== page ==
One huge disadvantage we are finding with mono lines has to do with weeds.We typically don’t do that much spey fishing this time of year, so floating weeds are not an issue. In the winter, the Missouri is crystal clear.
But with all of the line testing we’re doing right now, we’re out there during the weed “breakup”. The mono running lines are going to sink, and when they do they are going to grab some grass. We are discovering that even a couple inches of weeds (not much) can stop these lightweight heads dead in the air. So, for the time being we are back on the Airflo Ridge Running line (dropping in diameter from 30b to 20lb, and RIO’s Connect Core. We will switch over to mono later in the fall. If fall ever gets here.
Consider this part one of what will be several to come, and most information here is not set in stone. If nothing else, maybe this information will help you sort out your own Troutspey rod and line setup. More to come soon.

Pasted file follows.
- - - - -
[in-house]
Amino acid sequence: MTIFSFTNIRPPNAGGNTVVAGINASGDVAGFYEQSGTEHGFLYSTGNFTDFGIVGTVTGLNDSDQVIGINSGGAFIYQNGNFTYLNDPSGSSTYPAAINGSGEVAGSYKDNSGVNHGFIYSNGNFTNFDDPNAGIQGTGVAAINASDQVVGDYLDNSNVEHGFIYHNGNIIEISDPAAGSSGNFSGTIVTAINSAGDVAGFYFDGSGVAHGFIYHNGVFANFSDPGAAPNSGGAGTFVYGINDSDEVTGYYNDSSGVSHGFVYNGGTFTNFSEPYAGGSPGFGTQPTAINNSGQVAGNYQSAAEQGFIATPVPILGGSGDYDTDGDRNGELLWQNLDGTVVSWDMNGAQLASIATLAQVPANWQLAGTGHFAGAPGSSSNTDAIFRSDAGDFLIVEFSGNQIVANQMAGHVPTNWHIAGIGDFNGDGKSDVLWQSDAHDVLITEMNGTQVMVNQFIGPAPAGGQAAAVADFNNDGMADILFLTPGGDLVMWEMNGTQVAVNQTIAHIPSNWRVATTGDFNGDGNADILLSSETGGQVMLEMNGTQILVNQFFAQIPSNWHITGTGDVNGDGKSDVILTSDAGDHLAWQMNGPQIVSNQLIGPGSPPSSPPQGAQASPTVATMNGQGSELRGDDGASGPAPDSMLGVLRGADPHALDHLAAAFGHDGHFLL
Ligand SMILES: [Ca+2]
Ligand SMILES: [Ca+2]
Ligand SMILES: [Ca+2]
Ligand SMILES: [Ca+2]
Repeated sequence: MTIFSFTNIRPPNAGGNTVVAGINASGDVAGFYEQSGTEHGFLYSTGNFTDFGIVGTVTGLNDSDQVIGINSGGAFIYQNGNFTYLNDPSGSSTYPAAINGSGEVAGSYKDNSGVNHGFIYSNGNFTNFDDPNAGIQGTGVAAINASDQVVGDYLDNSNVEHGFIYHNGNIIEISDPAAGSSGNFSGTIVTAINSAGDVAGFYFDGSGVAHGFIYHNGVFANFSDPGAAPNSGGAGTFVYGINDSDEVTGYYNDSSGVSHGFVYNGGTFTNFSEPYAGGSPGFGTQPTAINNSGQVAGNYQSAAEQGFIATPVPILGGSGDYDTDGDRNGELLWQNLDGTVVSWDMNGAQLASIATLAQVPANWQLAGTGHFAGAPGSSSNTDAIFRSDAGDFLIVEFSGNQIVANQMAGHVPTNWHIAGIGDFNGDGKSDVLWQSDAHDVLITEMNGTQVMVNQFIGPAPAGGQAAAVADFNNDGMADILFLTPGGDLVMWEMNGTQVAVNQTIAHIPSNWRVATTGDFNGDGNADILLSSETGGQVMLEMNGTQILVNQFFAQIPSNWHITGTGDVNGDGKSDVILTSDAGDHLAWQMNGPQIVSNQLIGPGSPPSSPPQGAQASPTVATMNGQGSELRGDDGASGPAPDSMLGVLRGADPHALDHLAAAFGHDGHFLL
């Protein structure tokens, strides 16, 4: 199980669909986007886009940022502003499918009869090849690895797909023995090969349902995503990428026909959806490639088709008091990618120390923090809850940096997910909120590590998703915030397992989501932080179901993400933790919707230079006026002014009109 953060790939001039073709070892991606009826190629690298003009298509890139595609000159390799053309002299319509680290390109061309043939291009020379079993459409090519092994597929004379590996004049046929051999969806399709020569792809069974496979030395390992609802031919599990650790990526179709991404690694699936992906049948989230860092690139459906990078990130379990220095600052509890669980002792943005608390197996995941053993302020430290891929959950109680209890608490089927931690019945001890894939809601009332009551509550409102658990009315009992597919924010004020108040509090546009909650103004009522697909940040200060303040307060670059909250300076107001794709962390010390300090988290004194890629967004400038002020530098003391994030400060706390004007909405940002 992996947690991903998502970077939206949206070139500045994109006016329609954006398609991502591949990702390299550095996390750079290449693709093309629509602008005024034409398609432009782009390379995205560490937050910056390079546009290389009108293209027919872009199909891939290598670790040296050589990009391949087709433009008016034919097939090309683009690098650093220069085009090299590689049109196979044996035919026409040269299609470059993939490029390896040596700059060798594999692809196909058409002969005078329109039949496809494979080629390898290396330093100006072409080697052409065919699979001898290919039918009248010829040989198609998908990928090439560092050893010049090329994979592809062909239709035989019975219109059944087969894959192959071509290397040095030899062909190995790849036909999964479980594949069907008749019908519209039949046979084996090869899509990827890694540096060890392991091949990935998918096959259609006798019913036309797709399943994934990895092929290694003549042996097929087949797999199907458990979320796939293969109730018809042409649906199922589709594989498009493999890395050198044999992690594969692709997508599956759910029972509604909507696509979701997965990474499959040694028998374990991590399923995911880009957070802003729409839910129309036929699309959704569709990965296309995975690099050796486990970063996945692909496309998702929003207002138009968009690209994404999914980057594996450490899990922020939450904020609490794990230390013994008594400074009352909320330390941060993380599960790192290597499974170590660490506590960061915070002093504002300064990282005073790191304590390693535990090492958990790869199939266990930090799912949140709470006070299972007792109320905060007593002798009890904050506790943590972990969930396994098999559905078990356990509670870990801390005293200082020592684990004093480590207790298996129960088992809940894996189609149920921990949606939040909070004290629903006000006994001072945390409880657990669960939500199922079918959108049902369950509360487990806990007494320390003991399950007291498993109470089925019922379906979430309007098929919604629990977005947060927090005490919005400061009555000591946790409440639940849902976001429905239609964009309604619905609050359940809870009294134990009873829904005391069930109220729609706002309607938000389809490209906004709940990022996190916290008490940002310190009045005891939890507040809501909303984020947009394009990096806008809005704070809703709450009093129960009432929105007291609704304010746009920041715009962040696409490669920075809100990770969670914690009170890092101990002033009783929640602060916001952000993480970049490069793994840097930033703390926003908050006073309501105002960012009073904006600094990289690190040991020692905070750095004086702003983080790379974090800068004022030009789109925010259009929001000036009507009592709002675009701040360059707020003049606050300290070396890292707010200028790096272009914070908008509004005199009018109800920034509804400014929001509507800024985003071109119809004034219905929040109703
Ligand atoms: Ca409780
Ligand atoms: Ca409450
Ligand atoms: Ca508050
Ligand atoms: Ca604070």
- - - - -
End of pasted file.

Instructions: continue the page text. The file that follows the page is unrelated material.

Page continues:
If you’re looking for a few Skagit pointers at Headhunters, seek out Ninch. He is the most accomplished Skagit caster on our staff, having absorbed all of Mike McCune’s teachings at our spey clinic. Remember: continuous sweep and launch stroke!
These new short heads definitely present some challenges. There are a blast to cast, but will take a little tweaking to your style, depending on your background. Also, you can use them on single handers. Might be worth a try under the dam for some fish taco materials.
We have all of these rods available for demo, and we’d love to hear as much feedback as possible. Don’t be shy about coming in and trying one out for the day.